Force-velocity characteristics of lower extremity muscles in male high-altitude climbers
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Faculty of Physiotherapy, Wroclaw University of Health and Sport Sciences, Wroclaw, Poland
Vratislavia Medica St. John Paul II Hospital, Wroclaw, Poland
Faculty of Motor Rehabilitation, University of Physical Education in Krakow, Krakow, Poland
Submission date: 2021-05-25
Acceptance date: 2021-08-17
Publication date: 2021-09-28
Physiother Quart. 2021;29(3):92-97
The study aimed to assess the force-velocity parameters of knee muscles in male high-altitude climbers and to compare the obtained results with the control group.

Overall, 31 male subjects participated in the tests. The study group comprised 12 world-renowned Polish high-altitude climbers. The control group consisted of 19 professional soldiers on active duty. The groups did not differ significantly in the average age, body weight, or height. The force-velocity parameters of knee muscles were assessed under isokinetic conditions. The velocities of 60°/s and 180°/s were used.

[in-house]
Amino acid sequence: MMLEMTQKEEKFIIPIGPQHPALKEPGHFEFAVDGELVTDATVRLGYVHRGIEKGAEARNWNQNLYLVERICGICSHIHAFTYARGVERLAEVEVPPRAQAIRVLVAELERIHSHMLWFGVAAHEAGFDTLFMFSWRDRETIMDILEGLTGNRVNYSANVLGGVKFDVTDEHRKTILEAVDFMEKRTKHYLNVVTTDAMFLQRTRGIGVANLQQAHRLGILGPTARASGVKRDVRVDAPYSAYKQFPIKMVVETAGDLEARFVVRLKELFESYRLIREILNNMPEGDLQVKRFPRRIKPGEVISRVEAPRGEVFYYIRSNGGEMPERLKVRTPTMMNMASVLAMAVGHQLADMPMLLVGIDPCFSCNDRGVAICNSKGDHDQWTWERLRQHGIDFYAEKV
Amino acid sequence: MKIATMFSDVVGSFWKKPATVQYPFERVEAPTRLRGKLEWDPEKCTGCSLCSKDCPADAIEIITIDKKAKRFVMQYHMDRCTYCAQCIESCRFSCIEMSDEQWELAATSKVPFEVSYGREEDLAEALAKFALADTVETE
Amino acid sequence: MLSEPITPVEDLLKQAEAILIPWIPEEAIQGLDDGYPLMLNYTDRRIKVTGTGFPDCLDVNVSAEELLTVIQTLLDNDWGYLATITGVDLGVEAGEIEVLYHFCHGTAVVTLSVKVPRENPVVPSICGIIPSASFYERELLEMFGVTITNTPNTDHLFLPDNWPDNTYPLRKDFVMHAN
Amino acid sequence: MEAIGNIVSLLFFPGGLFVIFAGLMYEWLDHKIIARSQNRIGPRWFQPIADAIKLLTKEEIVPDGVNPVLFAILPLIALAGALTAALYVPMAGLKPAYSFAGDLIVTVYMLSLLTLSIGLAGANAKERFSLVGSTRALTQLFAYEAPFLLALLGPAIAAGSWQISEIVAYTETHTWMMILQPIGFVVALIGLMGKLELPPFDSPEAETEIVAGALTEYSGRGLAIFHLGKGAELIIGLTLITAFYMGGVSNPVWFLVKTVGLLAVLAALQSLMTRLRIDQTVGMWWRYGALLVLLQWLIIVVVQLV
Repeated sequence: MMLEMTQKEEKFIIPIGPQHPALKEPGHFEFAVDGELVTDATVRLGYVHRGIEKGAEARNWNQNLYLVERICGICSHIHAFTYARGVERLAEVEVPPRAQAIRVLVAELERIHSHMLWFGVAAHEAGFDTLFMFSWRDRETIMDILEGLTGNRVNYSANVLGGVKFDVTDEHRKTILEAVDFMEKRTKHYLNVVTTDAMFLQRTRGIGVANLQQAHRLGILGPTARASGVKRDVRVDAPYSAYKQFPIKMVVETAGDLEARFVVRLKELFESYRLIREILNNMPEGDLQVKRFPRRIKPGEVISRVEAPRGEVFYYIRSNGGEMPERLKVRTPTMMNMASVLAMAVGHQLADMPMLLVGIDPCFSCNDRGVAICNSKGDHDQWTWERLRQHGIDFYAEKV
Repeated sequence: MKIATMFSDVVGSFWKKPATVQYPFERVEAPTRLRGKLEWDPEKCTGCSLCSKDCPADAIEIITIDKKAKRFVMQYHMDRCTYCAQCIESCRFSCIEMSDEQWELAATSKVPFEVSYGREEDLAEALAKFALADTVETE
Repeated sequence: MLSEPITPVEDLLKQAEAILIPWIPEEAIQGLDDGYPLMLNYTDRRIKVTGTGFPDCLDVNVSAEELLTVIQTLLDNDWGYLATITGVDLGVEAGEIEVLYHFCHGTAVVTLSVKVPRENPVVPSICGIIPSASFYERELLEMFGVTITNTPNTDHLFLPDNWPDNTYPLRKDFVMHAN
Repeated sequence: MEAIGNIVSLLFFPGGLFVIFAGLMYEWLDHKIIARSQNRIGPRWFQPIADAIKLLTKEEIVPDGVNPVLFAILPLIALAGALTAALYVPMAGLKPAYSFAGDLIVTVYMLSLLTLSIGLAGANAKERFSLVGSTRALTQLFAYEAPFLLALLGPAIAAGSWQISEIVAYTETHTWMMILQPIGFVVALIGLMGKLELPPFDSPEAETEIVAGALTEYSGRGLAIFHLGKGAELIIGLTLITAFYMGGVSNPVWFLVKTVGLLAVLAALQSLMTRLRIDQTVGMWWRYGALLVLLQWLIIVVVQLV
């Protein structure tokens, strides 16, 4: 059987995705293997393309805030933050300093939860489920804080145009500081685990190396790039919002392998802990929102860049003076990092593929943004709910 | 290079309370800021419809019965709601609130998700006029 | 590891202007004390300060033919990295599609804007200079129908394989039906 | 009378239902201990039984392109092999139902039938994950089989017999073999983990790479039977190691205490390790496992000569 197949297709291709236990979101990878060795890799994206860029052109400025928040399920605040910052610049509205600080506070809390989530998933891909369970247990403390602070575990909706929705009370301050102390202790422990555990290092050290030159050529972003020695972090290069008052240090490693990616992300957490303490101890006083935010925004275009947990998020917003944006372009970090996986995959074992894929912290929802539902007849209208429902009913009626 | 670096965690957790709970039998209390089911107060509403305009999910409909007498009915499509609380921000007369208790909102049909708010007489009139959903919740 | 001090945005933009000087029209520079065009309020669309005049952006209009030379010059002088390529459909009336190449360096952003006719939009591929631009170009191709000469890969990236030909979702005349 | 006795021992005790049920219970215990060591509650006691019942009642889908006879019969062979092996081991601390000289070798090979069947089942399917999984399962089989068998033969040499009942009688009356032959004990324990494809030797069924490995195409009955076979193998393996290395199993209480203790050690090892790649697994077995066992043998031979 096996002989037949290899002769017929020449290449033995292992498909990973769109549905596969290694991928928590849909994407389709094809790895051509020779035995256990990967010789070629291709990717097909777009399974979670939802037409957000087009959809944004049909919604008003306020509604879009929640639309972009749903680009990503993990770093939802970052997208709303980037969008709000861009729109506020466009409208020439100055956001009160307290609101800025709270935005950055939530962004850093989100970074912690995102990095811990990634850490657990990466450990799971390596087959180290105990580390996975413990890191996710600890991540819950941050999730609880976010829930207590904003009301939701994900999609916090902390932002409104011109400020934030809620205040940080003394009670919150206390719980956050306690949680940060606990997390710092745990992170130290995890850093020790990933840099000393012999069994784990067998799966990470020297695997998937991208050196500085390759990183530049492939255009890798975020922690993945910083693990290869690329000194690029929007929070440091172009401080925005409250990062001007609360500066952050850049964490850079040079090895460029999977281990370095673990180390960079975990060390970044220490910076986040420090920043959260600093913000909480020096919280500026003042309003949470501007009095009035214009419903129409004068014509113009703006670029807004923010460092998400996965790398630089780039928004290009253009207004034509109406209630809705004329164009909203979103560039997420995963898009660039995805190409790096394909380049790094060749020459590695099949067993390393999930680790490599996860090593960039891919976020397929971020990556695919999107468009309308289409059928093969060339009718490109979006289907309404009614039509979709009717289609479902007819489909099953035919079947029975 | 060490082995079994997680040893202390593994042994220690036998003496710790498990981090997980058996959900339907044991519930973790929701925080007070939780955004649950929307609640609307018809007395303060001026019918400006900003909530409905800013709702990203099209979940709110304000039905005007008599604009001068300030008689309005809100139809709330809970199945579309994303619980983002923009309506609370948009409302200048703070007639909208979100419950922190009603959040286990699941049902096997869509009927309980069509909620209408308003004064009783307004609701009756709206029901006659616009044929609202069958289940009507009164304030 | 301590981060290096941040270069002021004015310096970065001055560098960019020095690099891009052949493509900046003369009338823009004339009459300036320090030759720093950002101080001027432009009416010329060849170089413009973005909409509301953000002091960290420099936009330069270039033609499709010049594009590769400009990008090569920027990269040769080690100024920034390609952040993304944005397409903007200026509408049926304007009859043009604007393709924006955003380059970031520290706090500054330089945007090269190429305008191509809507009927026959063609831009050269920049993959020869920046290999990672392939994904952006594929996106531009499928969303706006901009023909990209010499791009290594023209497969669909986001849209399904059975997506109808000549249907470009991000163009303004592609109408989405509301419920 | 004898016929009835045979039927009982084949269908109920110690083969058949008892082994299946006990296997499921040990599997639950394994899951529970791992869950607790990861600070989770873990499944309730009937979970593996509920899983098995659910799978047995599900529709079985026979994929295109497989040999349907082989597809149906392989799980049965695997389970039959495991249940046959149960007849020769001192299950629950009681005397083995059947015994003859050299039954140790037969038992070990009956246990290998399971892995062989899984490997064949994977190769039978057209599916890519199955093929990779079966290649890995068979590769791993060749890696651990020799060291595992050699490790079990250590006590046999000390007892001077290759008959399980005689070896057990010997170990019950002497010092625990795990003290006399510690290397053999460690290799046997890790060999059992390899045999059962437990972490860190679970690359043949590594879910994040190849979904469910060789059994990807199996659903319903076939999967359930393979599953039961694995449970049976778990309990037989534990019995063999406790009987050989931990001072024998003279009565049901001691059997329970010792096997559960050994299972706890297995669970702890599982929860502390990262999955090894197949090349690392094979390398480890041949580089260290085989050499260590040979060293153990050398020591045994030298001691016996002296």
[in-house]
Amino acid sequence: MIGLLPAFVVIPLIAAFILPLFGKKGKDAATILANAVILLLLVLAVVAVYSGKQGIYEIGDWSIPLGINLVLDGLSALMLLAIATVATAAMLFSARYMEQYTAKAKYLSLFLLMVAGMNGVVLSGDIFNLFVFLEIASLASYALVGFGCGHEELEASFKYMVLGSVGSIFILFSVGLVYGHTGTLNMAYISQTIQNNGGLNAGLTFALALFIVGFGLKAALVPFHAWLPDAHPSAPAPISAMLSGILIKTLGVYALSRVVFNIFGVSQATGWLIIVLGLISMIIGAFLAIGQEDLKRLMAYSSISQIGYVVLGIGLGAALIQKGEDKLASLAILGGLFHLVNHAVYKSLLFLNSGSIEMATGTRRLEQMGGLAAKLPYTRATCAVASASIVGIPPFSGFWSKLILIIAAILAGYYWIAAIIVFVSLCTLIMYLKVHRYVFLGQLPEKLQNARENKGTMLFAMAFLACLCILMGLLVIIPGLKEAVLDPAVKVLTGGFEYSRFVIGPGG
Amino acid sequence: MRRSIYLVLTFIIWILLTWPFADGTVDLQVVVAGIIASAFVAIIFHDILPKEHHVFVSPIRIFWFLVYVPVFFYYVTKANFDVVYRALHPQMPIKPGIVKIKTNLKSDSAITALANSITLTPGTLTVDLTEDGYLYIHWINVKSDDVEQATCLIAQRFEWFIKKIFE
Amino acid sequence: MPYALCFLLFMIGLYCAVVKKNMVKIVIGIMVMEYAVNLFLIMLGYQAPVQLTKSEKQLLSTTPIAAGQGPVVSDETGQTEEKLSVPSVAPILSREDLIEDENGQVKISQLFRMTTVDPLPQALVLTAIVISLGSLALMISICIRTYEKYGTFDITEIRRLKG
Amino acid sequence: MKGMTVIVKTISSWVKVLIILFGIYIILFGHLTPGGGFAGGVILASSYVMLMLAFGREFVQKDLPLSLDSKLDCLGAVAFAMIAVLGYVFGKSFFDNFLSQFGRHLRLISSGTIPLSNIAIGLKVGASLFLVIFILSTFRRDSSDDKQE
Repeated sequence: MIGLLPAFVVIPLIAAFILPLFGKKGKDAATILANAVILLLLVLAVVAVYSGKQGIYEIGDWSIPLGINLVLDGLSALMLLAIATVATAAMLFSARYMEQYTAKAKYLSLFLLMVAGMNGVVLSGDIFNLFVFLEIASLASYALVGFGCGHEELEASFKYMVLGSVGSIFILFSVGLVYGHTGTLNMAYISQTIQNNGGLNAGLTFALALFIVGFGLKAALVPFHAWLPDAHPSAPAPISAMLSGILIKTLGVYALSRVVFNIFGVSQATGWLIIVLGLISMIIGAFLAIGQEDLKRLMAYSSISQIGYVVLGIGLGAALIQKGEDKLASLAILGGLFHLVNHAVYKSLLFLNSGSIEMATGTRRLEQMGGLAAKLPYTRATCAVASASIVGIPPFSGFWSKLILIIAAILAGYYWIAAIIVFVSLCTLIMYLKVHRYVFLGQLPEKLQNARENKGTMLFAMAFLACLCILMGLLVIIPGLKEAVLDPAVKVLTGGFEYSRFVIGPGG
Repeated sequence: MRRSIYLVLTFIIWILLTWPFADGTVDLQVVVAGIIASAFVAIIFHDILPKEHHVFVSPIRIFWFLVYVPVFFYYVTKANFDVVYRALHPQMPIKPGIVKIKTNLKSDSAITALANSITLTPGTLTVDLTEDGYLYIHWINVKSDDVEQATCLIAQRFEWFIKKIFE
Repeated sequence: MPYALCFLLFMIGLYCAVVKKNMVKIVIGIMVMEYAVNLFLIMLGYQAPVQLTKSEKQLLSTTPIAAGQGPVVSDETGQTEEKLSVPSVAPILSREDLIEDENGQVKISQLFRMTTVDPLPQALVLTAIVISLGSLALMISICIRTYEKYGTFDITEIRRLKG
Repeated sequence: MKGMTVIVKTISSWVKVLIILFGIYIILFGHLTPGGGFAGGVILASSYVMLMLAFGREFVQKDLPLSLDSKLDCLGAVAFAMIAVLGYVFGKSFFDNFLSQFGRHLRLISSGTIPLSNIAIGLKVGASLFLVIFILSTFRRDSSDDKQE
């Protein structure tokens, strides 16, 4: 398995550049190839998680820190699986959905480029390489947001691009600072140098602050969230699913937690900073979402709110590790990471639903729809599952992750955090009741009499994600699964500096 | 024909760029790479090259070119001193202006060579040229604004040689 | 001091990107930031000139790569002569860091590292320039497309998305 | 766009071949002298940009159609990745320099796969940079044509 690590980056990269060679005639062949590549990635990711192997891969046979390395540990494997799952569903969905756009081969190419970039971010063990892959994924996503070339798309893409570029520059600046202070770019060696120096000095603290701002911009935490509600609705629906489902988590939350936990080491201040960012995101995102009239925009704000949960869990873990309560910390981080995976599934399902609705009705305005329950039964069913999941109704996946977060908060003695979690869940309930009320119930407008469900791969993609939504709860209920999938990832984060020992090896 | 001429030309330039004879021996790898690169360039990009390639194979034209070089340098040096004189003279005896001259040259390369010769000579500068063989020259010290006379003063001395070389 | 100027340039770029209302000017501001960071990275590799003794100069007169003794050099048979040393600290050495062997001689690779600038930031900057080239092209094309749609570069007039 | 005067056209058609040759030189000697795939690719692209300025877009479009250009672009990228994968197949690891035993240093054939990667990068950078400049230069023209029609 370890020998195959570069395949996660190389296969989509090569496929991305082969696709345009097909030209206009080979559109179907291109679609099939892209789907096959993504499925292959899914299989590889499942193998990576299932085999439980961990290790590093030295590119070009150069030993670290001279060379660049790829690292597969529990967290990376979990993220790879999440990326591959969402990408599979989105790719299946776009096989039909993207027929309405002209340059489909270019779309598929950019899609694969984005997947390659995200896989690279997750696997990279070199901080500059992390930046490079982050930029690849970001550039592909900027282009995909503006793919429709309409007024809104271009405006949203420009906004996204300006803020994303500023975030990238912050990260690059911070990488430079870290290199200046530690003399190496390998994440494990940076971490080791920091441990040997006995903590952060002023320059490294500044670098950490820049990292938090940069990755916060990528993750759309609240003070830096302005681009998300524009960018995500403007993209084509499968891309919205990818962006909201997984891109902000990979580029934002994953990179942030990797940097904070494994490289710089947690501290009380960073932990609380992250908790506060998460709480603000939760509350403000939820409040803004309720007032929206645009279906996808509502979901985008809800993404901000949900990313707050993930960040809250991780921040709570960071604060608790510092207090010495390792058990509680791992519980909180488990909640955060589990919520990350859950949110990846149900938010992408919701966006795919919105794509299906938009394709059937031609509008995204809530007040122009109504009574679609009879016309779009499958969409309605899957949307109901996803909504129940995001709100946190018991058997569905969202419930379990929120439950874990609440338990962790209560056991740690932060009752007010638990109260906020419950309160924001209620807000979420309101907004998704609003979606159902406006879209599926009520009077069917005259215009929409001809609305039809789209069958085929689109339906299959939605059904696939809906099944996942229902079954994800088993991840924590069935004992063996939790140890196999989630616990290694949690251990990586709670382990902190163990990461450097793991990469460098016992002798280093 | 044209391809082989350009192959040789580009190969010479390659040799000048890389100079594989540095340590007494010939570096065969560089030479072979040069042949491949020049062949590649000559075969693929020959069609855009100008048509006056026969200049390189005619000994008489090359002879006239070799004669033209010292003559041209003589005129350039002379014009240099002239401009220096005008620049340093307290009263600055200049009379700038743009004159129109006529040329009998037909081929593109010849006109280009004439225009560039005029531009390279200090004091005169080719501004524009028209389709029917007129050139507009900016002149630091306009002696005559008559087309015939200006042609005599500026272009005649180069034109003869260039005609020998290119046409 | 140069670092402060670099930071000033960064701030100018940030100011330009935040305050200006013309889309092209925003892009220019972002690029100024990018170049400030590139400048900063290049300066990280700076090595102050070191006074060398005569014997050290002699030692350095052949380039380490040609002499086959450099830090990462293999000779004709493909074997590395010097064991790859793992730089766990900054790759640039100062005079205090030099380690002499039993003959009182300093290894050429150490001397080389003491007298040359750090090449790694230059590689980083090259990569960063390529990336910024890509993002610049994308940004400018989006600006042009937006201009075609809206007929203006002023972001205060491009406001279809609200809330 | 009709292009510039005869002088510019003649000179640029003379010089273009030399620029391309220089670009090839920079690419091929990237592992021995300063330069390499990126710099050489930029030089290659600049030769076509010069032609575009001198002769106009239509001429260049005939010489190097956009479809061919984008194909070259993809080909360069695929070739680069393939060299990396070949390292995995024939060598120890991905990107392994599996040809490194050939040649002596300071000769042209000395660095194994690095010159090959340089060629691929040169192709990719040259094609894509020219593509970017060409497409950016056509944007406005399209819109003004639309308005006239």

The values of peak torque, total work, average power, and the agonist/antagonist ratio were higher and the acceleration and deceleration times were shorter in the study group in comparison with the control group. In particular, the differences in the parameters describing the knee flexors of both limbs proved to be statistically significant. The p-value of the t-test for the dominant limb knee flexors at the velocity of 60°/s was 0.0134 for peak torque, 0.0198 for total work, and 0.0019 for mean power. At the velocity of 180°/s, the p values equalled 0.0001, < 0.0001, and 0.0002, respectively. The effect size of each test was greater than 0.92.

Significant differences in force-velocity parameters of knee muscles were observed between the group of high-mountain climbers and the control group. The increase in the agonist/antagonist ratio and the decrease in the acceleration and deceleration times recorded in the group of high-altitude climbers are indicative of a change in the postural and dynamic mechanisms.

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